(The courtyard of the Freer Museum in Washington, D.C.)
I grew up with Evangelical Southern Baptist parents and spent a solid amount of time attending church, youth groups, AWANA, vacation bible schools, and youth camps. When I was 18, shortly after I graduated high school, I became disenchanted with church – with the Evangelical Southern Baptist denomination in particular. Much to my parents’ chagrin, I switched to a non-denominational church a few months after turning 18. Six months later, the church I was attending offered a 10-month-long “internship” that was a cross between listening to a billion speakers every week (on topics like counseling, money management, and self-improvement in addition to biblical teachings) and being a full-time church volunteer. It was a wonderful experience that grew me tremendously and taught me a lot. I completed the internship and then did not go to church for about 6 months straight. I moved to Europe and attended an international church with non-denominational teachings for 2 years that was a plant through the C3 church organization. I moved back to Texas and did not go to church for 6 months. I got married and moved to Tennessee and tried church again off and on for 6 months. About this time last year, S and I stopped going to church.
I have changed my mind a lot. I have had one idea of God followed by a different one. I have had a thousand beliefs and will have thousands more; I am okay with this.
I am a thinking individual. I do not think it is right to believe in something just because someone tells me to. I do not believe in disregarding facts merely because they are inconvenient.
Because of all of this, I have found myself in an interesting place on the landscape of spiritual and religious beliefs.
In a way, it is hard for me to write about this. I have heard and seen only too often how ugly and harsh supposedly ‘loving’ Christians are to people who share 99% of their same beliefs. I have kept a tight lid on most of this because I was not ready to for the response from those who will certainly disagree. I do not desire to be told I am wrong – I am already aware that I could be. I have been wrong many times before, after all. I have no desire to start a debate, or for someone to ‘question’ me, or to tell me I do not align with what they think Christians should be or what the bible says.
To be quite frank, I give zero craps what you think.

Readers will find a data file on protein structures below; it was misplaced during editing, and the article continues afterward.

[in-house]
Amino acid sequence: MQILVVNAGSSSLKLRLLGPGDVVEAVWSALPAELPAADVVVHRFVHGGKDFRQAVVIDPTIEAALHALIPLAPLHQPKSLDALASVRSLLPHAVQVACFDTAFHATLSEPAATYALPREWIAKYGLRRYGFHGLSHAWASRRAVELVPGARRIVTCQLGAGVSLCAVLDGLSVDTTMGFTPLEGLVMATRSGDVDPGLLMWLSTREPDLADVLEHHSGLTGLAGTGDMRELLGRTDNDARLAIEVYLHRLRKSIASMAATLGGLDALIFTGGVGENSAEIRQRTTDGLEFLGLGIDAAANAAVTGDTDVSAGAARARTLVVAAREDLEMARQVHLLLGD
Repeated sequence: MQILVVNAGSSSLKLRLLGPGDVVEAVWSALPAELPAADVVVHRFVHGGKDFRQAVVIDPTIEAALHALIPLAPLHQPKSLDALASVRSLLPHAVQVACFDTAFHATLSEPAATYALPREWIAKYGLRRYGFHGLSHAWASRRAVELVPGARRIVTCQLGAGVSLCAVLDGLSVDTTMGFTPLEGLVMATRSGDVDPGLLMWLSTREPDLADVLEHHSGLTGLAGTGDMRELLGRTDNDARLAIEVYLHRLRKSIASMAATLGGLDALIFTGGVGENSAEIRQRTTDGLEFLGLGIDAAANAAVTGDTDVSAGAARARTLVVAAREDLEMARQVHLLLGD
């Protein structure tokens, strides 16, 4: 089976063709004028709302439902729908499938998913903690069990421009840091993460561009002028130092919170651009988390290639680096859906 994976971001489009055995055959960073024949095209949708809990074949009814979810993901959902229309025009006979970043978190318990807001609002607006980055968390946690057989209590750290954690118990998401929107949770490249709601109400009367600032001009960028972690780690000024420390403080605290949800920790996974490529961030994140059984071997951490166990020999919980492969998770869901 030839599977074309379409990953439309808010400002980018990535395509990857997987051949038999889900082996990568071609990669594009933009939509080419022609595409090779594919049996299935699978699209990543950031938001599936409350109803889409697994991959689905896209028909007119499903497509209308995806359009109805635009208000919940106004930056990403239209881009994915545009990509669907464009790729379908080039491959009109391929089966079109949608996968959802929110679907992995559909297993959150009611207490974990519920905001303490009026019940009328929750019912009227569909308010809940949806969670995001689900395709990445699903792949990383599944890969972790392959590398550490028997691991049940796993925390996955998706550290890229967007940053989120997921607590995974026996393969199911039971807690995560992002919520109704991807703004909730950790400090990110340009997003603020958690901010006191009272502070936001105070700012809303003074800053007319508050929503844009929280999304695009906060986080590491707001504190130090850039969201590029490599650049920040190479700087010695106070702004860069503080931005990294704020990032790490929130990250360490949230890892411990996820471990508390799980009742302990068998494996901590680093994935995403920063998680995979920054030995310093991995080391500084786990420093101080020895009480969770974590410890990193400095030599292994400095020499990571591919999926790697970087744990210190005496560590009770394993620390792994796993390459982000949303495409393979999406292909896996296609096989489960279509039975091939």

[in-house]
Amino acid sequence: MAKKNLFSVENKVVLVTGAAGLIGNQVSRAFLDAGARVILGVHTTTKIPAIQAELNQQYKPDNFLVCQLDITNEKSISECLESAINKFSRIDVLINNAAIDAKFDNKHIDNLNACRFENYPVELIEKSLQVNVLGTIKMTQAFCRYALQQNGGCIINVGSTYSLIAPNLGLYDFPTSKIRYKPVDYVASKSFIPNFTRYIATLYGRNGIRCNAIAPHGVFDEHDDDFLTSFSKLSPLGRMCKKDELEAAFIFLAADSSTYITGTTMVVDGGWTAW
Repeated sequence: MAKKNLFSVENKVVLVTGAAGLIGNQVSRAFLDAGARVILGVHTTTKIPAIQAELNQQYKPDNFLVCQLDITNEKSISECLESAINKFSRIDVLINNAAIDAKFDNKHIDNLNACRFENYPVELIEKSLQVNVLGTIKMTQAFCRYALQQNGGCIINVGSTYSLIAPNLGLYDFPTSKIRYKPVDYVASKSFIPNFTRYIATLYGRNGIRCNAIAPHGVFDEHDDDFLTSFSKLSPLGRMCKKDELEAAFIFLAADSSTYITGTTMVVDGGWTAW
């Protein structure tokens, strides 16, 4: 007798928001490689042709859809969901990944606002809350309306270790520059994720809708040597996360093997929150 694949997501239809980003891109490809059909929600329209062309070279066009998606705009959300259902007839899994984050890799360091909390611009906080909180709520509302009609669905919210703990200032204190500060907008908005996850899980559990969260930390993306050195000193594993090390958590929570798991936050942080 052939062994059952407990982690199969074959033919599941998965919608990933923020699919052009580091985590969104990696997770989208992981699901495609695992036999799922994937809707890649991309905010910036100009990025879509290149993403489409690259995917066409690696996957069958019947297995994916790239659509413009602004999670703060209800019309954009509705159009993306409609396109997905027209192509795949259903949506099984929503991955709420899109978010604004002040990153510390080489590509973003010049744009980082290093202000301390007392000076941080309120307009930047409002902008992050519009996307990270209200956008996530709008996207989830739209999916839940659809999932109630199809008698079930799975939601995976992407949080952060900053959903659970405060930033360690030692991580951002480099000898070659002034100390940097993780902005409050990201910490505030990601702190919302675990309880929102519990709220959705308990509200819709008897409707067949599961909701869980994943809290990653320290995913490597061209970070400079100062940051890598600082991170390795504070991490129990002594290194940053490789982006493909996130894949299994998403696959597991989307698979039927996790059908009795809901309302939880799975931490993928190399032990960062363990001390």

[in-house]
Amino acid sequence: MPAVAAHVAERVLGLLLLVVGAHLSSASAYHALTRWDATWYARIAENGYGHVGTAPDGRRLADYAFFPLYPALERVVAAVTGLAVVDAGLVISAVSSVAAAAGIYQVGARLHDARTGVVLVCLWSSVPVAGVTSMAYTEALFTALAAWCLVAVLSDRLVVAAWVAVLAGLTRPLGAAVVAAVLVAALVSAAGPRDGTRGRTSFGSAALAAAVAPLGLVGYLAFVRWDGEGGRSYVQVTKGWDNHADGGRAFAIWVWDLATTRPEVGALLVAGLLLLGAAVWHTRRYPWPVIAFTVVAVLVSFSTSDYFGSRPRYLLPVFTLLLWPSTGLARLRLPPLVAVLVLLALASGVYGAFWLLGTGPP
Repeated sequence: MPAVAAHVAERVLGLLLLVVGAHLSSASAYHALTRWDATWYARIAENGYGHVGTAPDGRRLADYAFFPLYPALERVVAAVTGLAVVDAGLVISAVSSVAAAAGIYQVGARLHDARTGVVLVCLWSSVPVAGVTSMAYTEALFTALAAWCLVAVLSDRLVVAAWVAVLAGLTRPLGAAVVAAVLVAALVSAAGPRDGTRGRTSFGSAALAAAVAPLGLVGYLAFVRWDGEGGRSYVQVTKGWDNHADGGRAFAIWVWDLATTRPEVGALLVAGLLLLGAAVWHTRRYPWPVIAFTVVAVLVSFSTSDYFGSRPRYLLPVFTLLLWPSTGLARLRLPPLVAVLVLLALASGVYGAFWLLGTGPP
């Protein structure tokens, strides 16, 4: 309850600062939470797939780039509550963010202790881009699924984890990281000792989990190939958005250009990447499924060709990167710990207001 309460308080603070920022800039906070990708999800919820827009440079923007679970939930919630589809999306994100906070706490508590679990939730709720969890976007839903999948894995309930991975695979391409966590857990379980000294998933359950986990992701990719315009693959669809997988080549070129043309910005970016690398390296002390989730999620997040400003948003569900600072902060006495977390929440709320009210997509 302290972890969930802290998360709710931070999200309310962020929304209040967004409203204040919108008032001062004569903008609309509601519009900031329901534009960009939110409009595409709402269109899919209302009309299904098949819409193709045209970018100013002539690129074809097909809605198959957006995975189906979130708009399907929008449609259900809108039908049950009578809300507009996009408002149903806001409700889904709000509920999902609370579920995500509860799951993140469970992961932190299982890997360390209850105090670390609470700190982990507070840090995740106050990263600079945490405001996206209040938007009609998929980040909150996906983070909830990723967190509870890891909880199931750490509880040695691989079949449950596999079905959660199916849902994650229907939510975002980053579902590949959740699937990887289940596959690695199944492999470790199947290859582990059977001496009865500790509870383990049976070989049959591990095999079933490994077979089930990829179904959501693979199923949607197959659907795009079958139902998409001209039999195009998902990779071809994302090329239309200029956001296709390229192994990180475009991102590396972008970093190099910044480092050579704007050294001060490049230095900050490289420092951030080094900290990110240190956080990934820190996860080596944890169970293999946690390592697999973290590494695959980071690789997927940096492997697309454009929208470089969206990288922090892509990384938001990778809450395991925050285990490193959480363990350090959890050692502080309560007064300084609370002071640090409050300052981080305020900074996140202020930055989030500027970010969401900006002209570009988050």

I believe that the search for understanding and ‘truth’ (regardless of your religious affiliation) should be unending.
I believe that it’s okay to find that you have been wrong, to offer yourself grace, and to change your mind on serious issues.
I believe in love and acceptance of people and of incredible grace.
I believe in evolution – micro and macro.
I believe in gender equality, in feminism and in the righting the ways that treating women as second-rate citizens affects women and men negatively.
I believe in homosexual rights, and in not being a close-minded bigot who shames others.
I believe in God, and I am most familiar with the biblical portrayal of God but I don’t think God is limited. In other words, I don’t think Christians are 100% correct about what they believe about God, and I don’t think Christians are the only ones with correct ideas of God.
I believe that the bible was inspired by God, but I probably use the word ‘inspired’ differently than you do if you happen to be a strict Christian.
I believe in keeping things in context.
I believe that theology does not trump science and/or history; I value them equally.
There will probably be two reactions to this:
1) shock and disappointment
2) happiness and pride
Whatever you feel about my ‘coming out’ of my beliefs, I hope you will keep any negativity to yourself. You are certainly allowed to disagree, to think whatever you want of me, but I have no interest in hearing about it. My goal in writing this post was honesty, not to put a target on myself; please keep your mean-spirited, out-of-context bible verses to yourself (looking at you, Facebook Guy).
On the other hand, if you have something nice to say, I would definitely like to hear it. I know there are a lot of like-minded individuals out there and I would be glad to read about your perspective in the comments.